On the Internet, the word “heartbreaking” is often used as a device to get us to click and gawk at remarkable tales of loss — the bride left at the altar, the long-lost family pet. On The Last Message Received Tumblr, the heartbreak doesn’t really need a headline to sell itself.
The sorrow appears in a scrolling cascade of text bubbles that contain both small slights, such as being ghosted inexplicably, and huge loss, like losing a parent. It’s hard to look away because the blog is full of stark endings, the kind of sadness that won’t happen to you until happens to you.
Emily Trunko, a 15-year-old who lives in the small town of Copley, Ohio, (population 13,000) has collected thousands of letters and text messages sent by people who want to share them anonymously. Her latest project is The Last Message Received.
Like many people her age, Emily lives much of her life online, and that includes schooling. Reached by phone on Monday, her father, Michael Trunko, said his daughter attended an online high school, the Ohio Virtual Academy. “She’s not your typical 15-year-old,” he said.
In an interview on Monday, Emily said that her project has accumulated more than 2,500 submissions since it was created a few weeks ago. Most of them are anonymous.
The Last Message Received is actually the successor to an even more popular project the teenager created this year: On Dear My Blank, more than 17,000 people have asked her to post anonymous letters that they will never send. Just like on The Last Message Received, notes on Dear My Blank are mostly about loss.
The letters are to crushes, parents and ex-lovers, and Emily receives up to 100 of them a day. Most of the letters chronicle sadness and angst, but at least one of the stories has a happy ending; Emily said she met her current boyfriend through Dear My Blank after he submitted a letter.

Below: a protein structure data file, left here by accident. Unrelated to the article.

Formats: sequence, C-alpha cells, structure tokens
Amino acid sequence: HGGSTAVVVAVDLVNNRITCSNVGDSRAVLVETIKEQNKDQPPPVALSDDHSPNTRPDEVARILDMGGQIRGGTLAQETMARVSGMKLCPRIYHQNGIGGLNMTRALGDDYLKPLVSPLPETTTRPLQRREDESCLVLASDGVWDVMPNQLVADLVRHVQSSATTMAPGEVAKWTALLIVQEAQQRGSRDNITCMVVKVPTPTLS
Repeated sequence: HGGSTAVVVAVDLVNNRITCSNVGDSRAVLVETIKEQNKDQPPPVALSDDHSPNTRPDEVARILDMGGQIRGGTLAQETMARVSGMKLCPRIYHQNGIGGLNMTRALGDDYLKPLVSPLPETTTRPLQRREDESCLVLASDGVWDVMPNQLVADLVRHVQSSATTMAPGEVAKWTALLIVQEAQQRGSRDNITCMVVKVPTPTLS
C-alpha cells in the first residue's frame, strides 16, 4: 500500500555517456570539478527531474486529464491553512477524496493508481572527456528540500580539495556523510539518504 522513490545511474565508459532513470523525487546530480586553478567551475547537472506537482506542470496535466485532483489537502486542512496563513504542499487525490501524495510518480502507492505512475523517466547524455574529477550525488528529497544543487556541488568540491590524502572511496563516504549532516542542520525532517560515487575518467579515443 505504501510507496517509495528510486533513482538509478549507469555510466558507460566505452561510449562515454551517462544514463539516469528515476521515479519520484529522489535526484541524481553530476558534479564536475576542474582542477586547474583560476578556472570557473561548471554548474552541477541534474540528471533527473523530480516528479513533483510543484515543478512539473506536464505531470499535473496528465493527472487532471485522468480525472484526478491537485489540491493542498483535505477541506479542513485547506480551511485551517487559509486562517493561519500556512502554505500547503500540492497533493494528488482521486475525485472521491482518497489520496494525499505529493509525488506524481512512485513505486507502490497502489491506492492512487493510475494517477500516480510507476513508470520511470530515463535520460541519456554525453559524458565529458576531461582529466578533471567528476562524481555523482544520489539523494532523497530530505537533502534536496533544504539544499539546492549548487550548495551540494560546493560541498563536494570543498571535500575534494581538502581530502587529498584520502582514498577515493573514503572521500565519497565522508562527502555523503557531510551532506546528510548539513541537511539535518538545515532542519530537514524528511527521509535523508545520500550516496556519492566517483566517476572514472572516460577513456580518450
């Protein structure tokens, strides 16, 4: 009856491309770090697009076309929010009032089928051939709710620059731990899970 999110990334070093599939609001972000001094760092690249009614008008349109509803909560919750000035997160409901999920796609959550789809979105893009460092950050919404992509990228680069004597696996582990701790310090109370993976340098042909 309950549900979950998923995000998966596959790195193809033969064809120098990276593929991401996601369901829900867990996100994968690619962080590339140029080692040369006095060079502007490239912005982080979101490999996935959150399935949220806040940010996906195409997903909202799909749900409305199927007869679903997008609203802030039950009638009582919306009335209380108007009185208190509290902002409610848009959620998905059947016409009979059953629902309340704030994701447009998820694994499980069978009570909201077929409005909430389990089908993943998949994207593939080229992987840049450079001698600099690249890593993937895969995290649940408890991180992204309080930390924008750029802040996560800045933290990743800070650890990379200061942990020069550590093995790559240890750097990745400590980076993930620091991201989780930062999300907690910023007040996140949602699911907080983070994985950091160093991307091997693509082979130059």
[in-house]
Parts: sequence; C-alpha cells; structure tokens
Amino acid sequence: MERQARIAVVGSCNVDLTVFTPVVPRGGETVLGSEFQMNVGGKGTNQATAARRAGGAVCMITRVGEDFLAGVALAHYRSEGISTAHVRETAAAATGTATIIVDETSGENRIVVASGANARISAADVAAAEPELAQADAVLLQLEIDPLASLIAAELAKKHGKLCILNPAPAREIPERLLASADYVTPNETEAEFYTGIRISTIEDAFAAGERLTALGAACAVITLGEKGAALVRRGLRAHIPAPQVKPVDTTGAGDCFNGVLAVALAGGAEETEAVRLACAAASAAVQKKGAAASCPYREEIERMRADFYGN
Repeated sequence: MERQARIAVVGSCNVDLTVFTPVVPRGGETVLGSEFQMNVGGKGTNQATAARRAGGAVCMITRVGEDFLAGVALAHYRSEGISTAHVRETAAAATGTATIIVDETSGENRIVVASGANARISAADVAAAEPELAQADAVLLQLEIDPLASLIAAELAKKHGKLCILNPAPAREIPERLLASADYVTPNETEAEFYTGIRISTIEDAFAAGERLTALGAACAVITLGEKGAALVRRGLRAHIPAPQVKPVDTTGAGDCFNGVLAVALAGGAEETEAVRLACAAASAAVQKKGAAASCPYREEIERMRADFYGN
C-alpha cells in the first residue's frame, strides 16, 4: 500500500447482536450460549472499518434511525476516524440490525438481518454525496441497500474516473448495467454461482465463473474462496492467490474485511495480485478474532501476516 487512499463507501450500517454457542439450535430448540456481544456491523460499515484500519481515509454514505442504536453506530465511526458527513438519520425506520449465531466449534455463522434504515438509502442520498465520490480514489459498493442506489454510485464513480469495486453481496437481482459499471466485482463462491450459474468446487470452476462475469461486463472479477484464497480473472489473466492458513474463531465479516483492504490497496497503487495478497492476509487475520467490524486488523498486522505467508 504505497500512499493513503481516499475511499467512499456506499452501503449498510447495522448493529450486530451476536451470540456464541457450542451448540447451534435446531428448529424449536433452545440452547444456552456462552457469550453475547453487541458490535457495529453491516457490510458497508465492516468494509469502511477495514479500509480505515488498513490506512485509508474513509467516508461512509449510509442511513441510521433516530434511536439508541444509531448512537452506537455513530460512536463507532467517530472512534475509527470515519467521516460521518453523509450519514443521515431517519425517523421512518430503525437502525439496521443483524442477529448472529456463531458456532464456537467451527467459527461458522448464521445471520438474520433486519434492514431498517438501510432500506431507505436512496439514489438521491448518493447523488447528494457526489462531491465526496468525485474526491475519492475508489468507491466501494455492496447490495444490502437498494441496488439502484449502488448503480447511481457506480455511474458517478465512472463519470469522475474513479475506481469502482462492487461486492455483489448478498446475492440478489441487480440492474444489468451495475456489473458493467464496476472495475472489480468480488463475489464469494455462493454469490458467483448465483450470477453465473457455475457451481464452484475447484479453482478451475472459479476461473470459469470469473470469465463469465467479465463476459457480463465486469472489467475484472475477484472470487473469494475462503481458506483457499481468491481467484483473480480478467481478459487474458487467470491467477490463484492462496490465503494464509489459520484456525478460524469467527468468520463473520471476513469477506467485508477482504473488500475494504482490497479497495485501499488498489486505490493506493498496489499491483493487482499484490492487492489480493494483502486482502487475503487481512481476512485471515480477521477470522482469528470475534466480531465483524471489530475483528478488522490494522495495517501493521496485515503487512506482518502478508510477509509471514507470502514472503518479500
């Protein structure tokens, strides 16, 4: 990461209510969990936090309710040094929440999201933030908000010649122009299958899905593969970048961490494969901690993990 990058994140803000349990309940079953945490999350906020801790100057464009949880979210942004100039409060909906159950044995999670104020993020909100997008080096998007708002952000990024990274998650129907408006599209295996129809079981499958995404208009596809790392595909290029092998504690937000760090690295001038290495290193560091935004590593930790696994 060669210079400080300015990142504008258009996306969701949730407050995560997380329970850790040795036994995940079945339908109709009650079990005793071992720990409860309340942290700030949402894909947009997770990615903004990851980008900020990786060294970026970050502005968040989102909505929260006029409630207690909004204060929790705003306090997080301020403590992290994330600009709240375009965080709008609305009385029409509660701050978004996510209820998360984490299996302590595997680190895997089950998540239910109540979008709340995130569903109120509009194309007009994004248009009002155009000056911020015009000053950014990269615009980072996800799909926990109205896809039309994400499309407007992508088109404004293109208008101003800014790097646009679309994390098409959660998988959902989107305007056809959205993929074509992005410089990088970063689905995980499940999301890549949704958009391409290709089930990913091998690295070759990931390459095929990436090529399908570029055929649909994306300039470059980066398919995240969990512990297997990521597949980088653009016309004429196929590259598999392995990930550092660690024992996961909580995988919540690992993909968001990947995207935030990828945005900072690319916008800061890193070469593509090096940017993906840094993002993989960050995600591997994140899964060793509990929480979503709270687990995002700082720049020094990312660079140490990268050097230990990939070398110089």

Her theory about The Last Message Received is that it took off because the holidays are approaching.
“A lot of people are getting more sentimental and thinking more about family and interacting with loved ones,” she said. “I think Last Message Received can hit home with them.”
But she’s traveling a well-worn path forged by people who learned early on that the Internet was a suitable place — maybe the best place — to share a secret. One of the most famous examples, PostSecret, has shared thousands of anonymous letters sent by mail over the past decade.
The Internet has a way of recasting perennial ideas as new. (It also makes old ideas more efficient: Emily hadn’t heard of PostSecret before creating Dear My Blank and doesn’t really see a need for mail submissions. “There are definitely similarities,” she said of PostSecret, “but, like, this is through social media.”)
In this case, the universally relatable topic of love lost is the perfect match for a platform like Tumblr, which allows its users to easily create blogs that have a microfocus on just one topic.
Emily Trunko’s next move appears to be straight from the Tumblr-to-book deal playbook written by the likes of Humans of New York and Feminist Ryan Gosling.
“Dear My Blank is getting a book soon,” she said, before adding that her agent wanted to keep the details secret for now.